A student objects to the packaging of Northern Illinois University's UNIV 101, the for-credit course on how to navigate college.  Her suggestions say much more about the state of preparation of incoming students, than about flaws in the course.
NIU could change the UNIV 101 curriculum so that students spend more time talking about where the important buildings are and where students can get academic and career assistance. It could also spend time talking about where students can go to get counseling. The class could also actually go over blackboard, MyNIU and e-portfolios like the website says it does.

Some other important things the course could cover are study, time-management and note-taking tips.
That's the author's idea of work that's not busy-work? What has been going on in the high schools?  And how hard is it to do a walking tour of campus the day before classes start, which is something I'd seen people doing in the past.

But even the good parts are troubling.
NIU could also change UNIV 101’s description to a class that builds cooperation by emphasizing group work and encourages diversity through the Common Reading Experience. Something needs to be done about the course because its description gives students false expectations about what it will be like.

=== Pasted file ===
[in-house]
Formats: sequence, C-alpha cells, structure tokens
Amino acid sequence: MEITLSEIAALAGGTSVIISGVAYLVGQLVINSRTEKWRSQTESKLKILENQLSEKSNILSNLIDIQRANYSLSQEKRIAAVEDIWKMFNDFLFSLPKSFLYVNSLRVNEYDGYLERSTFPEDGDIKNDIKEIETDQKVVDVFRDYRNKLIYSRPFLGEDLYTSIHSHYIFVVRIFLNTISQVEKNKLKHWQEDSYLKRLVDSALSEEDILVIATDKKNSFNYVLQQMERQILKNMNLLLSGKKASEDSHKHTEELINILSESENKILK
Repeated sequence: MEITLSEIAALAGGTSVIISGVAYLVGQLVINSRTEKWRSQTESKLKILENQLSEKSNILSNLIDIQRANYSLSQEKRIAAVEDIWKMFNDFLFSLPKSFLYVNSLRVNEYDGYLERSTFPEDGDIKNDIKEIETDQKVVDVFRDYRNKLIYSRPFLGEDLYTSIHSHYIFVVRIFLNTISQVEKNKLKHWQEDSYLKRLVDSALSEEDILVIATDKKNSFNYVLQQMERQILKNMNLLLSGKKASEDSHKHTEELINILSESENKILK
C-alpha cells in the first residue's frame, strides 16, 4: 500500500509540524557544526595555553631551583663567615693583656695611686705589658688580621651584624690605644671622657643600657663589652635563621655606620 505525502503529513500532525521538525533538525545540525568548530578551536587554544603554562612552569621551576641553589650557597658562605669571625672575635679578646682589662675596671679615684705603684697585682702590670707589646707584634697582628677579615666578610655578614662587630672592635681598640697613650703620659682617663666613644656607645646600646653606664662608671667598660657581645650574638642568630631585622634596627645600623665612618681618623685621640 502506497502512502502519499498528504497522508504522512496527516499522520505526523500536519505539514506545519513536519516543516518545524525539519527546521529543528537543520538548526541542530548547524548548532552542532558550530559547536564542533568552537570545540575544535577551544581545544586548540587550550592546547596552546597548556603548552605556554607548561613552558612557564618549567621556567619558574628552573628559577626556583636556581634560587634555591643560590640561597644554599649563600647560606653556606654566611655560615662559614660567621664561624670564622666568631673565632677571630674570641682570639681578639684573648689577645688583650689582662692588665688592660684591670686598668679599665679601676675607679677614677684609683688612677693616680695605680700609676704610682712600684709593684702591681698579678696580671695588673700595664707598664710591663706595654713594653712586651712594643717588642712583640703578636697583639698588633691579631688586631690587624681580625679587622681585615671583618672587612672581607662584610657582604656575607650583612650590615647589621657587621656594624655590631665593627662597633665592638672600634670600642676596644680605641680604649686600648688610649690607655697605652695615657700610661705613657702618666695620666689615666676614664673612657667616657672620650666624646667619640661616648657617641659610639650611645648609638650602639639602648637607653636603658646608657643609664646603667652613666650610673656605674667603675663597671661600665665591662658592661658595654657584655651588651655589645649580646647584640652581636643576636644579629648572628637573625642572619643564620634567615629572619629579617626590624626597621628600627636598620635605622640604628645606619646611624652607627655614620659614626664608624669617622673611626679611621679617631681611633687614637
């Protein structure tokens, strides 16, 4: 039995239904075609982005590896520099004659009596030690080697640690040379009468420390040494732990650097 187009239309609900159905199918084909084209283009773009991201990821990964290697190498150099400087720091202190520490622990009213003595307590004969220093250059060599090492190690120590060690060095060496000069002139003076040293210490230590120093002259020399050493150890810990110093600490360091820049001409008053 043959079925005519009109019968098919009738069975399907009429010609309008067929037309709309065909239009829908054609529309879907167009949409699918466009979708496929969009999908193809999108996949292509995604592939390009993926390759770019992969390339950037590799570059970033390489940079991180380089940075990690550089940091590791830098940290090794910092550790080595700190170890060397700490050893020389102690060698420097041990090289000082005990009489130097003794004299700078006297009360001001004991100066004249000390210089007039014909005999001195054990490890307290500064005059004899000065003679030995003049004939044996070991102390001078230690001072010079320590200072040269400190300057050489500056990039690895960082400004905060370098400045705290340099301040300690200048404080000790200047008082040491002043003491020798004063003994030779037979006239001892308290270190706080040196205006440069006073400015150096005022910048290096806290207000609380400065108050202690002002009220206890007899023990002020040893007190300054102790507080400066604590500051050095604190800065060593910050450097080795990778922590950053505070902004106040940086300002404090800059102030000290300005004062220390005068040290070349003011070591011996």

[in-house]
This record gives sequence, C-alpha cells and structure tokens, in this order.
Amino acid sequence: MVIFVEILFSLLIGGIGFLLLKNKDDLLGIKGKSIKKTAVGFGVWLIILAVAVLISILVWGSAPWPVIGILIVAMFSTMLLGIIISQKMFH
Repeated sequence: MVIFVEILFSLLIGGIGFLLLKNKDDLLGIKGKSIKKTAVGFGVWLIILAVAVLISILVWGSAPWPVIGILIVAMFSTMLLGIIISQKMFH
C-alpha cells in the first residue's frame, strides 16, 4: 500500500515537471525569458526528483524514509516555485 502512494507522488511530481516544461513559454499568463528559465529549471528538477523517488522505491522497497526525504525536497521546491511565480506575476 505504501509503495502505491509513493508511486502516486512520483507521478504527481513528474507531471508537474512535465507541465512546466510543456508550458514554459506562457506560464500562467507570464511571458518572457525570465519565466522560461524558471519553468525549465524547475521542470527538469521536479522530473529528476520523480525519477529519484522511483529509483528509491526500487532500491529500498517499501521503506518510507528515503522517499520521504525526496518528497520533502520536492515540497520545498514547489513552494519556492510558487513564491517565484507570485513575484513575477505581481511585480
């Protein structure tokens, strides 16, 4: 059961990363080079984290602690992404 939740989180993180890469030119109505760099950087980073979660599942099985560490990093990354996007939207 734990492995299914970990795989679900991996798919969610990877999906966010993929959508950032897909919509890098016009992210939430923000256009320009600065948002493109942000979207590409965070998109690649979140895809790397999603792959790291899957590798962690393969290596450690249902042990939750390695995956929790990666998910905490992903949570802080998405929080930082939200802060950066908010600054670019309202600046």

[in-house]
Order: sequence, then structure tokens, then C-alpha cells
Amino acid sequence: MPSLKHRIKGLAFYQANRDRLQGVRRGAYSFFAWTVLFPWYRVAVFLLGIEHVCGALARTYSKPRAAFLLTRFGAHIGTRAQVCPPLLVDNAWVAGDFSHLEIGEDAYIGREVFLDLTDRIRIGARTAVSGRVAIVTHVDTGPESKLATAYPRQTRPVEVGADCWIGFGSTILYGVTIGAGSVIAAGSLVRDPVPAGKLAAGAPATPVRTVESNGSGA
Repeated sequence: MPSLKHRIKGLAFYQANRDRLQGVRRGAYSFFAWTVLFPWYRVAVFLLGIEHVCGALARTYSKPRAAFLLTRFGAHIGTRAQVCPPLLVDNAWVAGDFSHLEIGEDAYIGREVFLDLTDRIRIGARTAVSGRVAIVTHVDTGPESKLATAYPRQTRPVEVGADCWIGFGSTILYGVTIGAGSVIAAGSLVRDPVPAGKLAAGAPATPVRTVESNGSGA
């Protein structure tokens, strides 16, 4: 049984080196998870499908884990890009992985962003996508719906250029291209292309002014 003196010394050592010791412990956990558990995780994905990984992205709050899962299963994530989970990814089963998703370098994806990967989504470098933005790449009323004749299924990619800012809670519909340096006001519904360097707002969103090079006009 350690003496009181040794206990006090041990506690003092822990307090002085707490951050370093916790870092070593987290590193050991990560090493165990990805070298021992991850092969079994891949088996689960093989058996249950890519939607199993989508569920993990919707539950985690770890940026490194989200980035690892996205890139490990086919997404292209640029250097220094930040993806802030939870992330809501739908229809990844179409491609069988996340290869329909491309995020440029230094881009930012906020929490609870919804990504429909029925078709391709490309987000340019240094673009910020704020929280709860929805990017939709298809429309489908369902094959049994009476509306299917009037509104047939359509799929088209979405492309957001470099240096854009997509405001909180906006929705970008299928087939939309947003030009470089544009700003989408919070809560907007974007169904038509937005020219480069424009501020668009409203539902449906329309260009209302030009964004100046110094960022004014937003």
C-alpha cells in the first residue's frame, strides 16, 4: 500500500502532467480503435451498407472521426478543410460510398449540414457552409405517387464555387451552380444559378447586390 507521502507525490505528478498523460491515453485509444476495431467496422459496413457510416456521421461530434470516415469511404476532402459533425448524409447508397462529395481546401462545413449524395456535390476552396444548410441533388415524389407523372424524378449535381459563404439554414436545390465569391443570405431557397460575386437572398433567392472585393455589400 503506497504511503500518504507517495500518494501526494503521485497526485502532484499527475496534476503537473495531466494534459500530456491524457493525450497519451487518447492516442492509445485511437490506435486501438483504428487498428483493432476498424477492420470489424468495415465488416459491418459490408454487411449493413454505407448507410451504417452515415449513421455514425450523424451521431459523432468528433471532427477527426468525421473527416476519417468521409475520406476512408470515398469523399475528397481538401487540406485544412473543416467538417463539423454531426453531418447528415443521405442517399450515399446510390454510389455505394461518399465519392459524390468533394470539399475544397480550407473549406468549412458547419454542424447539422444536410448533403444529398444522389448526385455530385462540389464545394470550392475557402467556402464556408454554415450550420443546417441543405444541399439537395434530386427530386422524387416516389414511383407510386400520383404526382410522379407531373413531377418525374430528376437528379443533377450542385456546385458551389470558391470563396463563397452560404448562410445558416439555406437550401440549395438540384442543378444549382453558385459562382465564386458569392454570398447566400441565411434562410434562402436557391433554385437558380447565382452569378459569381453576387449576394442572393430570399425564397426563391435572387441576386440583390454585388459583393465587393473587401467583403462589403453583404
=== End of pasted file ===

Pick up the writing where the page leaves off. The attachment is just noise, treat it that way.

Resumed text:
In common with many other universities, the Common Reading Experience is an opportunity for the cultural-studies types to push their worldview on students not yet prepared for the nuances.

In this morning's paper (the print edition only appears on Mondays and Thursdays now) a letter-writer offers a lukewarm defense.
In 2014, nearly 60 percent of incoming freshmen and transfers took UNIV 101/201. The overwhelming majority (84 percent) felt the course met or exceeded their expectations. UNIV 101/201 is an outstanding way to begin your college experience at NIU. You will meet new friends, get to know important campus resources and start to build essential skills for academic, personal and professional success.
Put another way, two courses that do what college readiness in high school ought to be doing. And somehow reducing the number of class meetings from 26 to 16 doesn't inspire confidence.

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